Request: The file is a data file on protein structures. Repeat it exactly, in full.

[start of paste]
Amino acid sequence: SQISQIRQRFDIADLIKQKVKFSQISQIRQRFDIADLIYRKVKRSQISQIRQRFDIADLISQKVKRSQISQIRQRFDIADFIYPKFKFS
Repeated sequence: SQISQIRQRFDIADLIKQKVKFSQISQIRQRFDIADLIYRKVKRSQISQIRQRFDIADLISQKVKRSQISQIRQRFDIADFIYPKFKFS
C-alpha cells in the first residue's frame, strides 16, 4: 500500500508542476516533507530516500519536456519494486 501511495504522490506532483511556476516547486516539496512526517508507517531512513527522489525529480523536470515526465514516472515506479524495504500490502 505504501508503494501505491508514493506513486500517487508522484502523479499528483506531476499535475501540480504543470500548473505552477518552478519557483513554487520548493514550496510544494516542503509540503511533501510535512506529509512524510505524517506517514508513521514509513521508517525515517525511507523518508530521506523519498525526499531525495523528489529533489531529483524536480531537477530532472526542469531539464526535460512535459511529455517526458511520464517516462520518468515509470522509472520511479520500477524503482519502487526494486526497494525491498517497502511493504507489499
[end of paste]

Amino acid sequence: SQISQIRQRFDIADLIKQKVKFSQISQIRQRFDIADLIYRKVKRSQISQIRQRFDIADLISQKVKRSQISQIRQRFDIADFIYPKFKFS
Repeated sequence: SQISQIRQRFDIADLIKQKVKFSQISQIRQRFDIADLIYRKVKRSQISQIRQRFDIADLISQKVKRSQISQIRQRFDIADFIYPKFKFS
C-alpha cells in the first residue's frame, strides 16, 4: 500500500508542476516533507530516500519536456519494486 501511495504522490506532483511556476516547486516539496512526517508507517531512513527522489525529480523536470515526465514516472515506479524495504500490502 505504501508503494501505491508514493506513486500517487508522484502523479499528483506531476499535475501540480504543470500548473505552477518552478519557483513554487520548493514550496510544494516542503509540503511533501510535512506529509512524510505524517506517514508513521514509513521508517525515517525511507523518508530521506523519498525526499531525495523528489529533489531529483524536480531537477530532472526542469531539464526535460512535459511529455517526458511520464517516462520518468515509470522509472520511479520500477524503482519502487526494486526497494525491498517497502511493504507489499